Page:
In the square form of this caravanserai, the fixed elements, i.e. the chambers and the main iwans, are situated across the sides next to each other and the unstable elements in the four corners of the square and in the middle of the sides; so, the main gate is in the middle of the southern side and iwans or shahneshins in the middle of the rest of the sides. In the four corners of the structure, the service spaces are situated; the mosque in the right corner of the southern side, the private shabestan in the right corner of the northern side, the bathroom in the left corner of the southern side, and the barn and gristmill in the left corner of the northern side.[9]

The northern iwan or shahneshin of the structure is more spacious than the other iwans and there is a lobby with three chambers in the back of it. Behind the chambers of each side, the stables are situated which are built in the form of a long corridor with arched vaults that connects to the courtyard through two exits.[5]

Deir-e Gachin Caravansarai structure plan
Deir-e Gachin Caravansarai structure plan

Interior Spaces[edit]

Human Spaces[edit]

There are 44 chambers and residential rooms in the caravanserai. The rooms are almost uniform. In each room, there are 9 niches at the height of one meter from the floor, and there is a fireplace inside the wall across from the entrance. The entrances of the rooms are small and arched in the tops which is suitable for heat preservation. The rooms do not have windows to the stables. Each room has a small iwan (porch). There are holes inside the walls between the iwans as drawbars and the travelers could treat the animals in front of the room before taking them to the stable. The iwan walls, like the rooms, have niches.[9] Also, there are 66 iwans or small platforms inside the stables which were for the lodging of the caravan crew. The size of these platforms are not the same and is different depending on the lodging of one person or a group. As in the rooms, there is a fireplace in all the platforms which are at a convenient height from the floor of the stable.[5]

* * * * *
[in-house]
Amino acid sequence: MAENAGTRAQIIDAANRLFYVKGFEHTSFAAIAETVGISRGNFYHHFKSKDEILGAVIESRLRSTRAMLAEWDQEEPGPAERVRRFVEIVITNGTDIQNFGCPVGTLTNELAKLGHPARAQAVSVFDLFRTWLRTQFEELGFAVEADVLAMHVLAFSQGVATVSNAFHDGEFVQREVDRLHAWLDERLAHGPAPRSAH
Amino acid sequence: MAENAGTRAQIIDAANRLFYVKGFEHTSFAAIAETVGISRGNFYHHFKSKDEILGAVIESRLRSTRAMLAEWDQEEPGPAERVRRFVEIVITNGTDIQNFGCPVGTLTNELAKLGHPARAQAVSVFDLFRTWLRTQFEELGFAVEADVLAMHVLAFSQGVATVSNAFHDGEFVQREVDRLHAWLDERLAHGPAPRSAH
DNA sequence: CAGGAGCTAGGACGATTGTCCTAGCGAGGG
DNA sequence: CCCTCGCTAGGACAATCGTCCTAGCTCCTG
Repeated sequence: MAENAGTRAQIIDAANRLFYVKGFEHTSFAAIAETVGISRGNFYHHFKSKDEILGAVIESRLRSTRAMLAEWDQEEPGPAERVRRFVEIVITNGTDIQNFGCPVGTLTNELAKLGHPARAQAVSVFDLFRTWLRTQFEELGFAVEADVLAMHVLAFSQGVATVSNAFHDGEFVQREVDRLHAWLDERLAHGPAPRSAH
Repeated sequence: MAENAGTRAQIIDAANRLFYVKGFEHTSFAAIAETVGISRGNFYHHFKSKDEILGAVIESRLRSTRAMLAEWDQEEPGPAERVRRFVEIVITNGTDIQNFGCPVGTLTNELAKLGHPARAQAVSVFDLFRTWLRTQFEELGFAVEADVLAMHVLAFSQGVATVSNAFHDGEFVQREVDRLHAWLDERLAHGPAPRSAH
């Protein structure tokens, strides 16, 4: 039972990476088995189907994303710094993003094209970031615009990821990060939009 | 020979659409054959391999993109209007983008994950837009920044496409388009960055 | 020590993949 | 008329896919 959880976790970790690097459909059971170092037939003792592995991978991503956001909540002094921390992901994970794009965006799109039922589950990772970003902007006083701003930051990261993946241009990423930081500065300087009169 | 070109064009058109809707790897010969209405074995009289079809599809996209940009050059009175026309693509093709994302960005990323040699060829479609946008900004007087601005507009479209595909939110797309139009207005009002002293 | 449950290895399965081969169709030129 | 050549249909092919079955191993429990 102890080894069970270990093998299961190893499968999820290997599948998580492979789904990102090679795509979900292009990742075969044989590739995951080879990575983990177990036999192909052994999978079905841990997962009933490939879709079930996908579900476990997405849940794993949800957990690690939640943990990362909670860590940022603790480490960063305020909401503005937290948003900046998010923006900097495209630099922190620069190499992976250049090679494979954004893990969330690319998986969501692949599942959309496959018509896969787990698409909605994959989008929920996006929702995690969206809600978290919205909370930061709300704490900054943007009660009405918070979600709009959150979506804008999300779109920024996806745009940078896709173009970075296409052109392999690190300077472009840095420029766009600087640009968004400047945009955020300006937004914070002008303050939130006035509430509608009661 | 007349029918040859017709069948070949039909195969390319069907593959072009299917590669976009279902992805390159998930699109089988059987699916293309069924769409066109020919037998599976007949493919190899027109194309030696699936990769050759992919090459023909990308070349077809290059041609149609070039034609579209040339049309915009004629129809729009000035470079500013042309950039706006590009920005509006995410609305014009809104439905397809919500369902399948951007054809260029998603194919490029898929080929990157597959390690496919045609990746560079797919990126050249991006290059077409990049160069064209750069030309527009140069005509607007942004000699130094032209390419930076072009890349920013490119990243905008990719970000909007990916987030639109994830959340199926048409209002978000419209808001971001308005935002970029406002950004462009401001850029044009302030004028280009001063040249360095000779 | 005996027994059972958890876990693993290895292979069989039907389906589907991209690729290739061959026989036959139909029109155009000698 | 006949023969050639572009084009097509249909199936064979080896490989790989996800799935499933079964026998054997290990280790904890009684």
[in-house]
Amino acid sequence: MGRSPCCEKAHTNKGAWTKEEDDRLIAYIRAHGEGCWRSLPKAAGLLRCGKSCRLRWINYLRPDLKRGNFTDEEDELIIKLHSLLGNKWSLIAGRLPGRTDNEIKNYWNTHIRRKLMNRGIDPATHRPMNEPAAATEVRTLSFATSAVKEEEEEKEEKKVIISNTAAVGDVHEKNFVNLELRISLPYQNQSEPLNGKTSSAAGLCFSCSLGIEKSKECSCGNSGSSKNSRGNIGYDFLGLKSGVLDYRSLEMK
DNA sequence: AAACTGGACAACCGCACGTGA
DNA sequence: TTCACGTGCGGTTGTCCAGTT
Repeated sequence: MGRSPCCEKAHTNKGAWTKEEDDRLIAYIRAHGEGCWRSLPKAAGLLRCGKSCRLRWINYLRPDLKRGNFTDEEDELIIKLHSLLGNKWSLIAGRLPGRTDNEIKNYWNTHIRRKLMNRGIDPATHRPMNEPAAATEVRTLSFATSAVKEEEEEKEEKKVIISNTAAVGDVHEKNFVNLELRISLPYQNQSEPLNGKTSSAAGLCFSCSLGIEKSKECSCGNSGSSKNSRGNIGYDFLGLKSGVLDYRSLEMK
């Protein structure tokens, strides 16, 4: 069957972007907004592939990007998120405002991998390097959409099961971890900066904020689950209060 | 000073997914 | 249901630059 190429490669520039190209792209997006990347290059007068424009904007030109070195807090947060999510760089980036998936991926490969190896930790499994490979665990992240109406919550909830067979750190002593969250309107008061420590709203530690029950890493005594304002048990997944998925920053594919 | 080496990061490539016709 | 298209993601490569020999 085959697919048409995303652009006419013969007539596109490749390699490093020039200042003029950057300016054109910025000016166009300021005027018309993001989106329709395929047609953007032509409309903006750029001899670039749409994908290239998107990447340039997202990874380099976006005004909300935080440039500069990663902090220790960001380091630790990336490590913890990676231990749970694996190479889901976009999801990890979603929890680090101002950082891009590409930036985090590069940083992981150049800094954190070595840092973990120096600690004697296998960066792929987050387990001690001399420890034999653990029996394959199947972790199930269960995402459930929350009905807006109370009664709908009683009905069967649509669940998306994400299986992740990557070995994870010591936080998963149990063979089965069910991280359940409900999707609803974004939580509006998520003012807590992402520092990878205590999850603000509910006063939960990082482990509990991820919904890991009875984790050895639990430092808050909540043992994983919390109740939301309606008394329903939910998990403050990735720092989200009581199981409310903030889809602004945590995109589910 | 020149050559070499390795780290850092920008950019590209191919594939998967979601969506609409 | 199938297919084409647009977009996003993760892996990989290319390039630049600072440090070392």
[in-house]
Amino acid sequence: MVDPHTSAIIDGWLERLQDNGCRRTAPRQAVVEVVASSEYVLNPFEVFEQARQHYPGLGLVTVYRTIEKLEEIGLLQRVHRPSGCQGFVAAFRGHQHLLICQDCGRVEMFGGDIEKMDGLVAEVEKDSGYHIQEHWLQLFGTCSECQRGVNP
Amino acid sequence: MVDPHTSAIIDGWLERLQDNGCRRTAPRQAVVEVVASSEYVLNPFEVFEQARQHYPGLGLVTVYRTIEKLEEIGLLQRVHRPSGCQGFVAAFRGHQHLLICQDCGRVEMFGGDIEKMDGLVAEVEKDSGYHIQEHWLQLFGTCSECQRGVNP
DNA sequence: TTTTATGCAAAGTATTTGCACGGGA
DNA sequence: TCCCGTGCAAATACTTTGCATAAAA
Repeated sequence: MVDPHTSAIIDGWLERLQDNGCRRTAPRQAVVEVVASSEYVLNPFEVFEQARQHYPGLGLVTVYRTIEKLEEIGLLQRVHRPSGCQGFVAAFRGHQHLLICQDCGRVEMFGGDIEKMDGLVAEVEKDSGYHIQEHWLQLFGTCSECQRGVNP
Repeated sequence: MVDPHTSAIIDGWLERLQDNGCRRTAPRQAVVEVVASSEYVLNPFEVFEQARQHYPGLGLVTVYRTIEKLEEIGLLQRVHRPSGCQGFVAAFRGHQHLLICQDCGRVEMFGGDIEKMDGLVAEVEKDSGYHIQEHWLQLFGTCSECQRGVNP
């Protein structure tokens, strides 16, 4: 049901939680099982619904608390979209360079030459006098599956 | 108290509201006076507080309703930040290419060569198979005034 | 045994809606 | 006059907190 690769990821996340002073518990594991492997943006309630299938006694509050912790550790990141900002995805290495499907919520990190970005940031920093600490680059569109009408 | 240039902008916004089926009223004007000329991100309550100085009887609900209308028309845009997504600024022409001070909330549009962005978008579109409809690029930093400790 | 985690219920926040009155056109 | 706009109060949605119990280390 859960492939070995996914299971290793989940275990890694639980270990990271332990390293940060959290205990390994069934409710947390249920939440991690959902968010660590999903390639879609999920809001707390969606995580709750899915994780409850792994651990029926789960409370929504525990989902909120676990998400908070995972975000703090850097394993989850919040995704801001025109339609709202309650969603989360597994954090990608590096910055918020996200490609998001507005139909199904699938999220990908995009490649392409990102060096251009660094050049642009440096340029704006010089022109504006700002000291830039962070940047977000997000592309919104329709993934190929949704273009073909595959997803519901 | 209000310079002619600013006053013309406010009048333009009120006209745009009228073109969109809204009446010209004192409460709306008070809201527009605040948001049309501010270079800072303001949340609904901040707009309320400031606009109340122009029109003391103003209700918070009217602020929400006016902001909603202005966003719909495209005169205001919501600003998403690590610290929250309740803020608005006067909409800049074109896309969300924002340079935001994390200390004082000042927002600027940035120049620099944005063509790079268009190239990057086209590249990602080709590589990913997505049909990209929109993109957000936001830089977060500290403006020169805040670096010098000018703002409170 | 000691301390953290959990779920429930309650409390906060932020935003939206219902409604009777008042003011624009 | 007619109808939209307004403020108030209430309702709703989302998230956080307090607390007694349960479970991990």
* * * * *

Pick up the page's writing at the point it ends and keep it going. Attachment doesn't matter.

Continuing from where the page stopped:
Livestock Spaces[edit]

The livestock spaces and stables are situated behind the rooms and their entrances are L-shaped so that in case an animal runs off they cannot exit easily. The stables are roofed and the light needed is provided through skylights in the sealing, and the width of the stables are enough for two camels with luggage to pass by one another. In this caravanserai, all the animals were together and there were no exclusive places for different kinds of animals.[9]

Service and Convenience Spaces[edit]

The mosque is located in the far right of the southern side and it has four columns 1.5 meters high[9] and, as mentioned by Iranica, it probably was built in the place of the Sasanian fire temple.[1] There are no decorations in the mosque. In the middle of the southern side which is directed to the Qibla, there is a place for a mihrab.[9]